Construction of the route west of State College, known as the “Skytop” section, was hampered with delays due to environmental concerns associated with acid rock–sandstone laced with pyrite. Without measures in place to prevent contamination of streams and ground water, crews in 2003 unearthed a million cubic years of the pyrite-laced sandstone, which when exposed to air and water creates sulfuric acid. $82.7 million in work ensued in 2004 to contain the runoff and clean up the site. This delayed work from an anticipated 2006 completion date.3
Following years of delays, the 14-mile link between Bald Eagle and Patton Township opened on December 17, 2007, with the exception of the 1.4-mile section at the acid-rock drainage cleanup site on Skytop Mountain.6
The section between Skytop and State College was finally completed on November 17, 2008, when eight miles of the freeway southbound opened. Total costs for I-99 totaled $702 million. This left the work on the planned high speed interchange joining Interstates 80 and 90. Projected to cost $146 million in 2008, redesign of the exchange was undertaken to avoid excavating too much pyrite.3
The remainder of Interstate 99 in Pennsylvania is a future route with signs proclaiming its extension along U.S. 220 to Lock Haven and Williamsport, then northward along U.S. 15 to the state line at Lawrenceville.
Several decades of construction upgraded U.S. 15 between Williamsport and Painted Post to limited access standards. A new freeway for U.S. 15, from Tioga, Pennsylvania north to Lindley, New York, opened after a ribbon cutting ceremony held on October 1, 2008. The seven mile segment cost $118.7 million.7 See photos of the roadway on John Walter’s site.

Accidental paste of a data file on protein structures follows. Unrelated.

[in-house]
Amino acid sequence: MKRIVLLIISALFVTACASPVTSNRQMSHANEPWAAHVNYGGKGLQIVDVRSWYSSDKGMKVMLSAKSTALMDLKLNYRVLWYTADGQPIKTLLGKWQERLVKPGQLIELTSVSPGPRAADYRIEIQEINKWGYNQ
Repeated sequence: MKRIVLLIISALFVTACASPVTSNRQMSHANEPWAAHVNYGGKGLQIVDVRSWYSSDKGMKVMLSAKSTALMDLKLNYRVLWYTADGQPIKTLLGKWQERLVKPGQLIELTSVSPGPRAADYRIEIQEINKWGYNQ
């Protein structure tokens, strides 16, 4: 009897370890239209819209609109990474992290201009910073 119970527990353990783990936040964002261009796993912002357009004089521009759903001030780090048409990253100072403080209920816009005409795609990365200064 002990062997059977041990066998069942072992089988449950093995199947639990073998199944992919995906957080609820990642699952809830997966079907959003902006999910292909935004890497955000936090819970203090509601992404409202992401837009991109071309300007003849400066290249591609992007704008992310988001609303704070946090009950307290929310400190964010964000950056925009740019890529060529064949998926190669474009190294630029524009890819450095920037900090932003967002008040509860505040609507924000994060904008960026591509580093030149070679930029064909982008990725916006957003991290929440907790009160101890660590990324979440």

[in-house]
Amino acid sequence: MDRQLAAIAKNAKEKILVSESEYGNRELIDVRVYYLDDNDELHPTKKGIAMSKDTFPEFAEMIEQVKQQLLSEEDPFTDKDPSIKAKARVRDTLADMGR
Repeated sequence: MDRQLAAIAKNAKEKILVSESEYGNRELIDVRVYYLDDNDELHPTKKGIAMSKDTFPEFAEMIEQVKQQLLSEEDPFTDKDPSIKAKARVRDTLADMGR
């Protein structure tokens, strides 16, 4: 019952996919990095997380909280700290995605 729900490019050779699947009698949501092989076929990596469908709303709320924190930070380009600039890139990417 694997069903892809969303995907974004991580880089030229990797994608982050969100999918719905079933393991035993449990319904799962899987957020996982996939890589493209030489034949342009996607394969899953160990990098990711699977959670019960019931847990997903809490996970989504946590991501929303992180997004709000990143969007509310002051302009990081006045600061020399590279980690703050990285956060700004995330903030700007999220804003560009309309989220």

Interstate 99 in New York
Within Steuben County and the village of Painted Posted, New York, construction to upgrade the exchange between the Southern Tier Expressway and U.S. 15 (Interstate 99) started in November 2003. The first phase of work involved a $41 million project to bring U.S. 15 up to Interstate standards and to add a diamond interchange with NY 417 (Addison Road / Hamilton Street). The second phase, costing $11 million, rebuilt a two-mile stretch of I-86 by the north end of U.S. 15.8
The final phase of the Painted Post Interchange project added flyovers for the eventual U.S. 15 freeway leading south to Presho and reconstructed Hamilton Street and Robert Dann Drive. The $70 million project commenced in spring 2005 and was scheduled for a fall 2007 completion.9 Delays pushed work to a ribbon cutting ceremony held on the morning of August 13, 2008. Total costs for the three-phase project topped out at $141 million.10
Road construction on the final five mile portion, north from Watson Creek Road at Lindley to Presho, began in August 2012. Taking place as $46 million in ground work wrapped up, the $31 million project included building six bridges.8 Completion took place on October 8, 2013. Total costs to build Interstate 99 in New York were $238 million.11